Constitutional right

From Simple English Wikipedia, the free encyclopedia

A constitutional right is a right or freedom which is guaranteed to citizens by that country's constitution.[1] In the United States constitutional rights are guaranteed by the United States Constitution. Most of these rights are contained in the Bill of Rights, the first ten amendments to the US constitution.[2]

For example, nearly half of all the countries in the world have some form of guaranteed right to health care protected by their country's constitution.[3] However, a right to health care is not a constitutional right in the United States.[3] Besides the US, Guatemala, Haiti, Mexico, Bolivia, Costa Rica, Colombia, Honduras, Nicaragua, and Liberia are among those countries where citizens all have a constitutional right to own firearms.[4] But only Guatemala's rights are as broad as the Second Amendment's rights in the United States.[5] The constitutions of about 182 countries guarantee some form of Freedom of religion.[6] The constitutional rights granted by the First Amendment, including freedom of the press, freedom of speech, the right to petition and the freedom of assembly, are almost unique to the United States.[7]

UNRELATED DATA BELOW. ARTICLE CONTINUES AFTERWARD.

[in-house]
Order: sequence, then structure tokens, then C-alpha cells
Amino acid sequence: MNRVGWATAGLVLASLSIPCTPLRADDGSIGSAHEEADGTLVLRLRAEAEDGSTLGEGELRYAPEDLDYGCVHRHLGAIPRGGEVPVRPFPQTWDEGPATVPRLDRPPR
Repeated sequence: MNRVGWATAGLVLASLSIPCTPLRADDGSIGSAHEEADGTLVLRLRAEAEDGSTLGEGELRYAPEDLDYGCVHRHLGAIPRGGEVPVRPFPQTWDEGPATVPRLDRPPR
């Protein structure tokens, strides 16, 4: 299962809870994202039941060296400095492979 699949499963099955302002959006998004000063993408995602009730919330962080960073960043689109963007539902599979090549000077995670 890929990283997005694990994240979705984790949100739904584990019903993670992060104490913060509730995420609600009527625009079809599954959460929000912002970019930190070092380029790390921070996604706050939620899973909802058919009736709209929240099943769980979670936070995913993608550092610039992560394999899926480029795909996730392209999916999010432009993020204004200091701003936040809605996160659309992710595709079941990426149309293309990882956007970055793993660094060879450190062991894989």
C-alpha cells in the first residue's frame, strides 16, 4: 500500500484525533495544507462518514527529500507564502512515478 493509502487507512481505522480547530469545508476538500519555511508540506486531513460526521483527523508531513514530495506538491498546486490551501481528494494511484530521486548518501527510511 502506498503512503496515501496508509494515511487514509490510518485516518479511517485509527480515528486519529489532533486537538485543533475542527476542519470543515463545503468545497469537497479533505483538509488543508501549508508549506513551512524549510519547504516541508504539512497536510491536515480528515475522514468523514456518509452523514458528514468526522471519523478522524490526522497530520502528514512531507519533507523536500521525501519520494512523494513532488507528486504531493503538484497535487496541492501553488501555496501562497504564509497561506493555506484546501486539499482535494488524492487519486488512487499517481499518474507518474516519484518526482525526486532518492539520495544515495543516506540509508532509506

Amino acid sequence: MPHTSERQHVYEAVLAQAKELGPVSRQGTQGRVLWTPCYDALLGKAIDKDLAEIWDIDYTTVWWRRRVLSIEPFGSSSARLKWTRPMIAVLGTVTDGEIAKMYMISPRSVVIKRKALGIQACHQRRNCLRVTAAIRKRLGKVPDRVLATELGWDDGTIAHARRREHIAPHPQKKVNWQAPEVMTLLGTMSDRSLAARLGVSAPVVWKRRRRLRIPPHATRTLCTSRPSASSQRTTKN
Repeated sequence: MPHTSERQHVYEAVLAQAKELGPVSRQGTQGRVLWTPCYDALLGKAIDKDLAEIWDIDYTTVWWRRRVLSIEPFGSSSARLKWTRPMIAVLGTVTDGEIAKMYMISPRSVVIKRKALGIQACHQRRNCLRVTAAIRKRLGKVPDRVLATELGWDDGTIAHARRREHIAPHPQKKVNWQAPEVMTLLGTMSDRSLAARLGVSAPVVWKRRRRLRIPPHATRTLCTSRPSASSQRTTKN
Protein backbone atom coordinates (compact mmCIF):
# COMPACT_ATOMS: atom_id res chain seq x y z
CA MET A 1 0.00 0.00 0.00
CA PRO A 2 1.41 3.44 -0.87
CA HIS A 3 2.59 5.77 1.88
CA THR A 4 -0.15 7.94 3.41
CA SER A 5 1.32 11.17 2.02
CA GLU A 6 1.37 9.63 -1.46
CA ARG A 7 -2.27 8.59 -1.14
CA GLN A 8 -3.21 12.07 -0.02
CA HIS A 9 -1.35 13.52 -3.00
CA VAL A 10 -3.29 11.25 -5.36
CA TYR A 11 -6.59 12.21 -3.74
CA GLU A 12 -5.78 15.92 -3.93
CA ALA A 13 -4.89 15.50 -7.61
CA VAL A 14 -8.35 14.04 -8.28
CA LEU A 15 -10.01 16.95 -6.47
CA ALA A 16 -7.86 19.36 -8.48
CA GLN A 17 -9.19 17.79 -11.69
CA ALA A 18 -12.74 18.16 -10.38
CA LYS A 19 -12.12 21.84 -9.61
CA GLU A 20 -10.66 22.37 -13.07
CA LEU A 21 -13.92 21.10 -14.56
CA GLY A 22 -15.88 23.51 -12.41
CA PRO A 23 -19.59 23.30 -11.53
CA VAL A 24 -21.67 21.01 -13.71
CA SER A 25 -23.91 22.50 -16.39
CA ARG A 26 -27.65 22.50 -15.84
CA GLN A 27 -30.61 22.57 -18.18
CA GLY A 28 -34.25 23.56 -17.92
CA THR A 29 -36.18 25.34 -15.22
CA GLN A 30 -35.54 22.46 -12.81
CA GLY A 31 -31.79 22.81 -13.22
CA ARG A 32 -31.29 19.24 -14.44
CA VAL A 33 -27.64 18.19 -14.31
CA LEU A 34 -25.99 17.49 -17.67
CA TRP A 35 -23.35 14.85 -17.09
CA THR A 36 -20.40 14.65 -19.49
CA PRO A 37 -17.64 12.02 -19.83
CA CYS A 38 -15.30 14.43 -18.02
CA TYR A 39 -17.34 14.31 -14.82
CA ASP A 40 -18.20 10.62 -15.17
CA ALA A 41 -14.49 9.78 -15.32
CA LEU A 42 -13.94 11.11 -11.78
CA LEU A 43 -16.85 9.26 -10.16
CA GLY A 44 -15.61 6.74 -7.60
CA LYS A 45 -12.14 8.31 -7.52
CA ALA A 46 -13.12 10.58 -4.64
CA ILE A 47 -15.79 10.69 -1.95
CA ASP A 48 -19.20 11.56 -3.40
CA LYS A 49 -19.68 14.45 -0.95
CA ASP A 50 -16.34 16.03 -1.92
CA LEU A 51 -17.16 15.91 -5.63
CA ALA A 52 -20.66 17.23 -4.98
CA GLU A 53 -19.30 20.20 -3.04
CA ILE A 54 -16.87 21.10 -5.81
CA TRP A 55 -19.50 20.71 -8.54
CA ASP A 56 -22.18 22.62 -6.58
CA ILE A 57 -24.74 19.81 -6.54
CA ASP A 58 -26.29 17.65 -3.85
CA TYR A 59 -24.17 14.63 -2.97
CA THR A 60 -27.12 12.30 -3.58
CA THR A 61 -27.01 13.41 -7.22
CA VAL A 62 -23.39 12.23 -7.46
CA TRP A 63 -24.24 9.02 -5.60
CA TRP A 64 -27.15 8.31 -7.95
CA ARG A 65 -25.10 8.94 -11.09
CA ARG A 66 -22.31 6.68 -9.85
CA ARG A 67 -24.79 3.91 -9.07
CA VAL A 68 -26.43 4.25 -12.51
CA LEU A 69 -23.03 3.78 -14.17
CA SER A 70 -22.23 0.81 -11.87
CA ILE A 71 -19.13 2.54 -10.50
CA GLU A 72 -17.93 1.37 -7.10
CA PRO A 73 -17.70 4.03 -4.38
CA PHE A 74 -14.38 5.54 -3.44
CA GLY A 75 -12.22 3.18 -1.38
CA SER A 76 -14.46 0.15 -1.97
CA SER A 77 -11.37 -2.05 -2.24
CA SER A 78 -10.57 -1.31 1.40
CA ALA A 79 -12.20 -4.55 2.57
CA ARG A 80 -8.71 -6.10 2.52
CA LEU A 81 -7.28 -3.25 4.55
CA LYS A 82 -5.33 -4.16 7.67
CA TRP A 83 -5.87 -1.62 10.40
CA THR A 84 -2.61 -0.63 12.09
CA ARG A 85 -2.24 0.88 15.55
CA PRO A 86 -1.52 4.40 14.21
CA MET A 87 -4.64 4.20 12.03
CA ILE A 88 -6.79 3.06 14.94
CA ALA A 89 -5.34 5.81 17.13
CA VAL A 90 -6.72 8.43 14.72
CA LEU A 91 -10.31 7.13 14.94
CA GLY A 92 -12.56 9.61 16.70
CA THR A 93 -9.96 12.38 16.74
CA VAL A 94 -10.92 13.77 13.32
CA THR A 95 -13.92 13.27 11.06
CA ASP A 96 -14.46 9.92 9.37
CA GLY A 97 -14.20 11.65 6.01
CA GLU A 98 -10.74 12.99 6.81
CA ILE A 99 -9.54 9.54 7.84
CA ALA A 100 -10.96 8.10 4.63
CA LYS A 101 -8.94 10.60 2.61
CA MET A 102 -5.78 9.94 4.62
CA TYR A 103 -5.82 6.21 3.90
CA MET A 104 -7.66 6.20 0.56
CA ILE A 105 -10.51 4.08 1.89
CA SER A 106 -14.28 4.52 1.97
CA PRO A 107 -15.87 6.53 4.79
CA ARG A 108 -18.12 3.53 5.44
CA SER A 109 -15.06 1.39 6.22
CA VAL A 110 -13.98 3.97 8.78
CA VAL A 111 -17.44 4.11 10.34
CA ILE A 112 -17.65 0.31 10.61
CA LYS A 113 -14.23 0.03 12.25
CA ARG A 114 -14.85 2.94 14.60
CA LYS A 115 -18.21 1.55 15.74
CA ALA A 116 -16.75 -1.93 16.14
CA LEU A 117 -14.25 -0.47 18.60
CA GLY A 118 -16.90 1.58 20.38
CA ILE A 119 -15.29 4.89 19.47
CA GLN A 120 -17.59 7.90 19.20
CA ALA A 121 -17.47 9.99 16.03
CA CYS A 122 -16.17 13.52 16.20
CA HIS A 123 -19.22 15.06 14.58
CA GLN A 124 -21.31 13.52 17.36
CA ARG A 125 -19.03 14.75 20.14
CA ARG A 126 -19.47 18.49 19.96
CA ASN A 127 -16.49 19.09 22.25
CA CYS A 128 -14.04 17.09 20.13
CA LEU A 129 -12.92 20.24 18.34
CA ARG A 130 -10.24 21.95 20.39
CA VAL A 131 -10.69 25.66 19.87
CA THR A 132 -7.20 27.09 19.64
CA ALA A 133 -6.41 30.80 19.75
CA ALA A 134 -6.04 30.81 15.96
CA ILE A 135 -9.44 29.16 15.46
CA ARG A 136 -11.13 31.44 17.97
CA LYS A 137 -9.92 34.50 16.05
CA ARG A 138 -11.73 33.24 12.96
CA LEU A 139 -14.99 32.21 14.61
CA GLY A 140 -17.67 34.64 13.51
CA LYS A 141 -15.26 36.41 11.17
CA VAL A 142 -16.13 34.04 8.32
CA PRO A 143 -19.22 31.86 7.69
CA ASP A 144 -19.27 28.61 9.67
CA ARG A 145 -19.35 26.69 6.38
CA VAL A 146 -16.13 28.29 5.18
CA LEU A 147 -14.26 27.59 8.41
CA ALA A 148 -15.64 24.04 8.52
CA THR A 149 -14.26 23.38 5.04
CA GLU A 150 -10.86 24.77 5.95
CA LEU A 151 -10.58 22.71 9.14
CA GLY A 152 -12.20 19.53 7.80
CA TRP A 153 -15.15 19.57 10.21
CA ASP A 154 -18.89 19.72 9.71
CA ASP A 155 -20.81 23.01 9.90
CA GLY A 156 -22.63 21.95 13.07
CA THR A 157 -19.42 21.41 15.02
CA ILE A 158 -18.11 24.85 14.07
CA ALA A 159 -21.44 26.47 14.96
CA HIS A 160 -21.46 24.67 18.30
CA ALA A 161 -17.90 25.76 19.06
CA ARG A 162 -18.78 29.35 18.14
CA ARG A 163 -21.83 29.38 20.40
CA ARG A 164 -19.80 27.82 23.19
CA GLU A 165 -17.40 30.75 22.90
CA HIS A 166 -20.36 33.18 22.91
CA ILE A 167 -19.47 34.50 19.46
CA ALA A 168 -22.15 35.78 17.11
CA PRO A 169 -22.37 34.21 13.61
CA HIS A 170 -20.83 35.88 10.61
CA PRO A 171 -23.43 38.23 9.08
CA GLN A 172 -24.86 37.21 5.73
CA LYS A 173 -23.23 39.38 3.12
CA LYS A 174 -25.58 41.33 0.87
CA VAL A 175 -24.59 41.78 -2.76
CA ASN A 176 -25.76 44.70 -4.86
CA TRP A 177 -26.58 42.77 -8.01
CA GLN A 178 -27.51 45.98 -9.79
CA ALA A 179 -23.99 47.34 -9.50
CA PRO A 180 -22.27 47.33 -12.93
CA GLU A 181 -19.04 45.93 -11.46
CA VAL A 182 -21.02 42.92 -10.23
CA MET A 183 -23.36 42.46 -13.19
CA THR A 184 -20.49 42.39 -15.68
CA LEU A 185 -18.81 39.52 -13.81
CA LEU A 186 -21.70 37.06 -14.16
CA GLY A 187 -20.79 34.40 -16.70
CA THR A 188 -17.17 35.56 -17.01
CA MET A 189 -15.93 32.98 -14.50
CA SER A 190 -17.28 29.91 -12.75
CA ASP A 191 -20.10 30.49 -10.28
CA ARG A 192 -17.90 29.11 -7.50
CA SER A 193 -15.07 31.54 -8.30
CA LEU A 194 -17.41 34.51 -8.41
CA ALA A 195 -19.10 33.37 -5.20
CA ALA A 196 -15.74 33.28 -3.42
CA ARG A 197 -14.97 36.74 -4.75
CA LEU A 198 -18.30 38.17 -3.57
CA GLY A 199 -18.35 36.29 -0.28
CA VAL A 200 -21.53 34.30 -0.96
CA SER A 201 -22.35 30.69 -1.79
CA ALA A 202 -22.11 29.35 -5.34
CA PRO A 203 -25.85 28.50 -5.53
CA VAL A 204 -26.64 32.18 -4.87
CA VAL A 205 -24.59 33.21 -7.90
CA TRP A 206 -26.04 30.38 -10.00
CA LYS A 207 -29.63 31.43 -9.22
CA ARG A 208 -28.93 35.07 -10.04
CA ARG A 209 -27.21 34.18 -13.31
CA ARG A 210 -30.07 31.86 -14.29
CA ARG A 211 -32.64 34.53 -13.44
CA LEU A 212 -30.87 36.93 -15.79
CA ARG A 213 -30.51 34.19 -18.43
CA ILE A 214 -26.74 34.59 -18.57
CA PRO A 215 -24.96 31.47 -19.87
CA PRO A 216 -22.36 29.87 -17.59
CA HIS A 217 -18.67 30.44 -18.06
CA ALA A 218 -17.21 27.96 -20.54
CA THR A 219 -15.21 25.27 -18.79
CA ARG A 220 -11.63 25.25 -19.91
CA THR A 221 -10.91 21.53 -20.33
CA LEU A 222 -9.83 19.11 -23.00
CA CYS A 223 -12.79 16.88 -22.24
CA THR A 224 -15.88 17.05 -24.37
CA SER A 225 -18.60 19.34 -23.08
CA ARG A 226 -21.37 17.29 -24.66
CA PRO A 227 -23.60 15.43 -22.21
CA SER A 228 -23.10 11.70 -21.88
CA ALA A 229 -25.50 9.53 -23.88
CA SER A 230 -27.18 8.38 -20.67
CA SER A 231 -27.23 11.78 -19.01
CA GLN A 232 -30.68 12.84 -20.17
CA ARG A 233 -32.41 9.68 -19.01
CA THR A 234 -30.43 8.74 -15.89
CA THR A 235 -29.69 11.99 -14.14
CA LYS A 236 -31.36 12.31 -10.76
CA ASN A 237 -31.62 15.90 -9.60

References[change | change source]

  1. "constitutional right - Legal Definition". Your Dictionary. Retrieved 27 February 2016.
  2. "constitutional rights". Retrieved 27 February 2016.
  3. 3.0 3.1 "Most Of The World Has A Constitutional Right To Health Care, But Not The US, Even With Obamacare On The Way". IBT Media Inc. Retrieved 27 February 2016.
  4. Ty McCormack (5 April 2013). "blog_passport_full11 How many countries have gun rights enshrined in their constitutions?". Retrieved 27 February 2016.
  5. Brian Palmer. "Have Gun, Want To Travel". Slate. Retrieved 27 February 2016.
  6. "Freedom of Religion". Constitute. Retrieved 27 February 2016.
  7. Alli Kolick; Tyler Dehague; Amber Leick, 'Countries Without First Amendment Rights', Uhuru, Vol. 10, Issue 1, Article 8 (2012), p. 2